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Mark Watson, MD, PhD

Associate Professor, Pathology & Immunology

Phone314-454-7919

Fax314-362-0369

Emailwatsonm@wustl.edu

Additional Titles

  • Director, NCTN Alliance Biorepositories and Biospecimen Resource
  • Director, Siteman Cancer Cetner Tissue Procurement Core Facility
  • Chair, NCIU Cooperative Group Banking Committee

Education

  • BA, Biochemistry: University of Pennsylvania, Philadelphia, PA (1985)
  • PhD, Neurosciences: Washington University, St. Louis, MO (1992)
  • Medical Degree: Washington University, St. Louis, MO (1992)

Board Certifications

  • American Board of Pathology, Clinical Pathology

Recognition

  • Graduate cum laude with honors in Biochemistry, Univ. Pennsylvania, 1985
  • Spencer T. Olin Fellowship, Washington University. 1991
  • Young Investigator Award, Academy of Clinical Laboratory Physicians and Scientists. 1995, 1996

Research Interests

Our laboratory is interested in characterizing sets of human genes whose expression pattern may be used to design new diagnostic tests and treatment strategies for solid tumors. We are using high-density oligonucleotide arrays (GeneChips) to perform gene expression profiling on biopsy specimens from patients with breast, pancreatic, prostate, lung, and other carcinomas. Patterns of gene expression are correlated with traditional histopathology data and clinical outcomes to identify diagnostic signatures. In a related project, we are using Laser Capture Microdissection and transcript amplification to examine gene expression profiles in subsets of tumor cells (e.g. carcinoma in situ versus invasive cancer) within a single, histologically complex tumor specimen. The goal of this work is to elucidate the transcriptional regulatory networks involved in the malignant progression of epithelial tumors such as breast and prostate cancer.

A second research interest involves further characterization of a family of genes located on chromosome 11q13 and associated with human breast cancer. Mammaglobin and mammaglobin B, two novel genes isolated in our laboratory, as well as lipophilin A, lipophilin B, and CC10 all encode small, secreted epithelial proteins that may form combinatorial heteromers. Mammaglobin gene expression is restricted to the human mammary epithelium. More significantly, mammaglobin is expressed at elevated levels in almost 80% of human breast tumors. Understanding the function of mammaglobin and these other homologous proteins as well as the mechanisms controlling their tissue-specific expression will provide new insights into breast development and tumorigenesis. Furthermore, if over-expression of mammaglobin is contributory to breast cancer progression, results from these studies may identify therapeutic targets for modulating aberrant mammaglobin gene expression or protein function.

Clinical Interests

  • DNA Diagnostics
  • Informatics & Statistics

Publications

McDonald SA, Mardis ER, Ota D, Watson MA, Pfeifer JD, Green JM. ³Comprehensive Genomic Studies: Emerging Regulatory, Strategic, and Quality Assurance Challenges for Biorepositories.²  Am J Clin Pathol. 2012 Jul:138(1):31-41.  PMID 22706855; PMCID:  PMC3509484
Govindan R, Ding L, Griffith M, Subramanian J, Dees ND, Kanchi KL, Maher CA, Fulton R, Fulton L, Wallis J, Chen K, Walker J, McDonald S, Bose R, Ornitz D, Xiong D, You M, Dooling DJ, Watson M, Mardis ER, Wilson RK.  ³Genomic Landscape of Non-small Cell Lung Cancer in Smokers and Never-smokers.²  Cell. 2012 Sep 14;150(6):1121-34. doi: 10.1016/j.cell.2012.08.024.  PMID:  22980976;  PMCID:  PMC3656590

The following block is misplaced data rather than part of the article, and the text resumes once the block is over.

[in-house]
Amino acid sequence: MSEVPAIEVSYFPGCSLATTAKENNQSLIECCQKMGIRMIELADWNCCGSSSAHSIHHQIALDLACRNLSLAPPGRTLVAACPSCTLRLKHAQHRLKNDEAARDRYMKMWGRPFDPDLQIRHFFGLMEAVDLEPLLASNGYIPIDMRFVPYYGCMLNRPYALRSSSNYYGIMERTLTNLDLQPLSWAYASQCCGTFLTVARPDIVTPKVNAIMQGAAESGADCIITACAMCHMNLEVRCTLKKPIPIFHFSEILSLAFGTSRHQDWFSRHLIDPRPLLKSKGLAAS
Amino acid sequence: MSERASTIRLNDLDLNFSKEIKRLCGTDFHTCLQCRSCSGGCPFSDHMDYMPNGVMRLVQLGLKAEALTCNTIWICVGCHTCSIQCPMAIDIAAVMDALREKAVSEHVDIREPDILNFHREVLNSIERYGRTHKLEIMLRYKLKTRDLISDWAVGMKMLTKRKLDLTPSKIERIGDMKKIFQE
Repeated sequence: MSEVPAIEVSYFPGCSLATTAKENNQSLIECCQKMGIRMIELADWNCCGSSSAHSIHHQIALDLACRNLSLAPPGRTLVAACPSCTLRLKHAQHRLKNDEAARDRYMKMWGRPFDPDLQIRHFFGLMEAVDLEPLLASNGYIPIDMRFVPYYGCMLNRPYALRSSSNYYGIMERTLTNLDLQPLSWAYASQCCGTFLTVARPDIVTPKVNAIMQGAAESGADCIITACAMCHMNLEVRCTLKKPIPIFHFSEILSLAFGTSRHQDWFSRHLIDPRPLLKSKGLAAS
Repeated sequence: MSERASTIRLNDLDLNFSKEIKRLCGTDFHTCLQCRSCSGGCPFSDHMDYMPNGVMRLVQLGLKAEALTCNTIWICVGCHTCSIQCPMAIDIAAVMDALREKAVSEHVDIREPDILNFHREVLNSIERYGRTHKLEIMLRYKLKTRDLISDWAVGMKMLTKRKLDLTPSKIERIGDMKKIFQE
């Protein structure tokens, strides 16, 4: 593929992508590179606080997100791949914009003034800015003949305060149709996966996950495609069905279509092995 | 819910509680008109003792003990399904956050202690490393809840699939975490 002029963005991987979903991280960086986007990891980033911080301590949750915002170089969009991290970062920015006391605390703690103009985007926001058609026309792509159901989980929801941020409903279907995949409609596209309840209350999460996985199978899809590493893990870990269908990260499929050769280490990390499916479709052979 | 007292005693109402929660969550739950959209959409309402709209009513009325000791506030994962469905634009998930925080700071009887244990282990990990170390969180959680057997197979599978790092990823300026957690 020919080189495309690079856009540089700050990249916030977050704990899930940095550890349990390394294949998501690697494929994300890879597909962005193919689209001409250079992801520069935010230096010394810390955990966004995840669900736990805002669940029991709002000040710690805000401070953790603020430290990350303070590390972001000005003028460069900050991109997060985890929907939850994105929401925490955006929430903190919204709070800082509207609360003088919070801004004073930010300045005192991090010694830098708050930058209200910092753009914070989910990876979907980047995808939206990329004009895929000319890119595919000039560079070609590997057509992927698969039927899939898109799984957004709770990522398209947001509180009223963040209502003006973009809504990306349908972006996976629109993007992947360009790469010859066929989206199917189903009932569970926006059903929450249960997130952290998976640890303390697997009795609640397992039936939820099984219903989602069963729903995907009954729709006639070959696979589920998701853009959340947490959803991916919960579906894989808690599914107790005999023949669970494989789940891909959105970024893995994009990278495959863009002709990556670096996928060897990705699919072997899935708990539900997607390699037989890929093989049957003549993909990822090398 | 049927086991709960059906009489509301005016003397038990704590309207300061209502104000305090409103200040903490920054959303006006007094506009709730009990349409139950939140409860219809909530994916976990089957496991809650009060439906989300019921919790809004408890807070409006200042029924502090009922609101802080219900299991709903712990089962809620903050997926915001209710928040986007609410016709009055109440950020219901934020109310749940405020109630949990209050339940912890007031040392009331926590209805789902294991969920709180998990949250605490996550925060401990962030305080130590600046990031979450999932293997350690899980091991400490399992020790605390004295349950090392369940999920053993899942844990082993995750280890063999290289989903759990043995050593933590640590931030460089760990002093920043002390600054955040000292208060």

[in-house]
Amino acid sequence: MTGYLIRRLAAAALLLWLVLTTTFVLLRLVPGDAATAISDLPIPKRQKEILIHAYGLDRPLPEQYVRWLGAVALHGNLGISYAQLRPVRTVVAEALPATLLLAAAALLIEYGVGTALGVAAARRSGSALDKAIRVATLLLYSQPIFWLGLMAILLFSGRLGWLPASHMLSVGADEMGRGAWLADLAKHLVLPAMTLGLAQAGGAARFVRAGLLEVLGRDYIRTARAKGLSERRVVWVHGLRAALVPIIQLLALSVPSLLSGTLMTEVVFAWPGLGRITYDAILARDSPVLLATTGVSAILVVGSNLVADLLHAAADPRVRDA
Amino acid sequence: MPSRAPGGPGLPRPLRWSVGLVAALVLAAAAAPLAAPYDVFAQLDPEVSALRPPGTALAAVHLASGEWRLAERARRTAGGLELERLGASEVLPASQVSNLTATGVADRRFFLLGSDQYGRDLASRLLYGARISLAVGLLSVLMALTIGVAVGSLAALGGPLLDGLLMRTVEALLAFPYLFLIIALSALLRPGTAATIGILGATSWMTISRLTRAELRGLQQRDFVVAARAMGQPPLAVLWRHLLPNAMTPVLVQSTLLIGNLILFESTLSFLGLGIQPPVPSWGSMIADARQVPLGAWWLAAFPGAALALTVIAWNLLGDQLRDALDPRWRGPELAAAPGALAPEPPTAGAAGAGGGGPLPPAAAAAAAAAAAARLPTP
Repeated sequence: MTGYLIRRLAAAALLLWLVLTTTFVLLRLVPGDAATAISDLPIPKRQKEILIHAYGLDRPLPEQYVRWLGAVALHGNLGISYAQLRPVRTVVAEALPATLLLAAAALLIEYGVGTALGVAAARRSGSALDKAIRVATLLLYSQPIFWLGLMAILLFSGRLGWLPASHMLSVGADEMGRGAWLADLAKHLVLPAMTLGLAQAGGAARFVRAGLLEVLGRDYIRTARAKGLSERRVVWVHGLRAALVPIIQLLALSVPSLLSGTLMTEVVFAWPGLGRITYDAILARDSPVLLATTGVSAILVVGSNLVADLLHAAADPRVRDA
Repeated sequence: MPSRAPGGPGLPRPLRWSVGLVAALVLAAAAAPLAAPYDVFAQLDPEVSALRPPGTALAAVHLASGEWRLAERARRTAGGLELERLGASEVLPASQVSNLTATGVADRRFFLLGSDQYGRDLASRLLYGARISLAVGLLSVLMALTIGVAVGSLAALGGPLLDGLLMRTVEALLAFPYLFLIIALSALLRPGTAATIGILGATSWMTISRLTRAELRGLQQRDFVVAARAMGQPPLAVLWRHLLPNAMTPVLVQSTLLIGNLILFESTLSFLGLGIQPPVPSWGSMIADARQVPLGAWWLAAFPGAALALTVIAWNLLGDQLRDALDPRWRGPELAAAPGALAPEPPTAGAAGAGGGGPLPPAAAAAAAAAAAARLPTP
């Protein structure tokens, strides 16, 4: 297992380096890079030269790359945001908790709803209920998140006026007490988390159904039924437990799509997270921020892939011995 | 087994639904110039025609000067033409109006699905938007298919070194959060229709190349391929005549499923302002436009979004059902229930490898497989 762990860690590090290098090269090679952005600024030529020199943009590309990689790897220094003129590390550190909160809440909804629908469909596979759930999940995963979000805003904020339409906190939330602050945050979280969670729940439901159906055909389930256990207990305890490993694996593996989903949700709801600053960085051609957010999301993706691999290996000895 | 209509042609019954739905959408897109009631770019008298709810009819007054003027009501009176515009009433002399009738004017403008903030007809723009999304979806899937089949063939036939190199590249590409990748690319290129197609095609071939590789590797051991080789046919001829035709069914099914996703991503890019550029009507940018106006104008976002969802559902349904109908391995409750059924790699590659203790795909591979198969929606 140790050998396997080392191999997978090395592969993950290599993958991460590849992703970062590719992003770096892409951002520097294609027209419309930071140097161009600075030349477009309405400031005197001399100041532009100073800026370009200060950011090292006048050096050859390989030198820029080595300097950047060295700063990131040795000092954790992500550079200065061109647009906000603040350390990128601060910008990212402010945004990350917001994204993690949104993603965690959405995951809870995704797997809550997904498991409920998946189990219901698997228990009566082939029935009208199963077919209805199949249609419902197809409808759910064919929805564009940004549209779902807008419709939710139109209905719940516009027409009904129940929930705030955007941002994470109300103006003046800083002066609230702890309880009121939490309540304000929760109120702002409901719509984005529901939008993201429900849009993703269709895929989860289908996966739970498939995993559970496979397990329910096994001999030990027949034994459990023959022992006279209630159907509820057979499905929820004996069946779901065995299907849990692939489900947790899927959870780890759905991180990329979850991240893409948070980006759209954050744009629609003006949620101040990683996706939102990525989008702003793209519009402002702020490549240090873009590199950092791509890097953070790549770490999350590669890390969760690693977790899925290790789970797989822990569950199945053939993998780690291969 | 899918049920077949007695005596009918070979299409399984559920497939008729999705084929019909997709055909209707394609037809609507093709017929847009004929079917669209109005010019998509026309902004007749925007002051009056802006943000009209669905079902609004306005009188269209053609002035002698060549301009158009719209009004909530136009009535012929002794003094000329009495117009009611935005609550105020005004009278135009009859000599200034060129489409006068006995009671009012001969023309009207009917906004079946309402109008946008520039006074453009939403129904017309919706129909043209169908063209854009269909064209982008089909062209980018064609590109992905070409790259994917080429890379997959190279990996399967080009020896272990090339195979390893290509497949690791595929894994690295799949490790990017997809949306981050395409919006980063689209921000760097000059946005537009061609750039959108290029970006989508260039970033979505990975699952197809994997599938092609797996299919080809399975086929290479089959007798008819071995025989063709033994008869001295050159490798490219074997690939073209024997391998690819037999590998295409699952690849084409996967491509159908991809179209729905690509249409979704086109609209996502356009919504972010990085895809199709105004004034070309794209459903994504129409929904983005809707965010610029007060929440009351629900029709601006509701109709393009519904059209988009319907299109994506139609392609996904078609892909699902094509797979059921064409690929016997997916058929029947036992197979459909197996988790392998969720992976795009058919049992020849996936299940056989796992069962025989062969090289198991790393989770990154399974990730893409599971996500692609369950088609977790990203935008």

Siddappa CM, Watson MA, Pillai SG, Trinkaus K, Fleming T, Aft R.  ³Detection of Disseminated Tumor Cells in the Bone Marrow of Breast  Cancer Patients using Multiplex Gene Expression Measurements Identifies  New Therapeutic Targets in Patients at High Risk for the Development of  Metastatic Disease.² Breast Cancer Res Treat. 2013 Jan;137(1):45-56. doi:  10.1007/s10549-012-2279-y. Epub 2012 Nov6. PubMed PMID: 23129172
Spencer DH, Sehn JK, Abel HJ, Watson MA, Pfeifer JD, Duncavage EJ. Comparison of clinical targeted next-generation sequence data from  formalin-fixed and fresh-frozen tissue specimens.  J Mol Diagn. 2013  Sep;15(5):623-33. doi: 10.1016/j.jmoldx.2013.05.004. Epub 2013 Jun 26.  PMID: 23810758
Cottrell CE, Al-Kateb H, Bredemeyer AJ, Duncavage EJ, Spencer DH,  Abel HJ, Lockwaood CM, Hagemann IS, O¹Guin SM, Burceau LC, Sawyer CS, Oschwald D<, Stratman JL, Sher DA, Johnson MR, Brown JT, Cliften PF, George B, McIntosh LD, Shrivastava S, Nguyen TT, Payton JE, Watson MA, Crosby SD, Head RD, Mitra RD, Nagarajan R, Kulkarni S. Seibert K, Virgin HW 4th, Milbrandt J, Pfeifer JD.  Validation of a next-generation sequencing assay for clinical molecular oncology.  J Mol Diagn.  2014 Jan; 16(1):89-105.  doi: 10.1016/j.jmoldx.2013.10.002.  Epub 2013 Nov 6. PMID:  24211365 [PubMed-in process]
McIntosh LD, Sharma MK, Mulhihill D, Gupta S, Juehne A, George B, Khot SB, Kaushal A, Watson MA, Nagarajan R.  caTissue suite to OpenSpecimen:  Developing an extensible, oopen source, web-based biobanking management system.  J Biomed Inform.  2015 Aug 29. pii: S1532-0464(15)00188-4.  doi:  10.1016/j.jbi.  2015.08.020.  [Epub ahead of print]  PMID:  26325296
Pillai SG, Dasgupta N, Siddappa CM, Watson MA, Fleming T, Trinkaus K, Aft R.  Paired-like Homeodomain Transcription factor 2 expression by breast cancer bone marrow disseminated tumor cells is associated with early recurrent disease development.  Breast Canmcer Res Treat.  2015 Oct; 153(3):507-17.  Epub 2015 Sept 23.  PMID:  26400846, PMCID:  PMC4589549
Waqar SN, Waqar SH, Trinkaus K, Gadea CA, Robinson CG, Bradley J, Watson MA, Puri V, Govindan R, Morgensztern D.  Brain Metastases at zpresentation in Patients With Non-Small Cell Lung Cancer.  Am J Clin Oncol.  2015 Oct 15.  [Epub ahead of print]  PMID:  26359696


Assistant
Lori Scantlan
314-747-8071
lscantlan@wustl.edu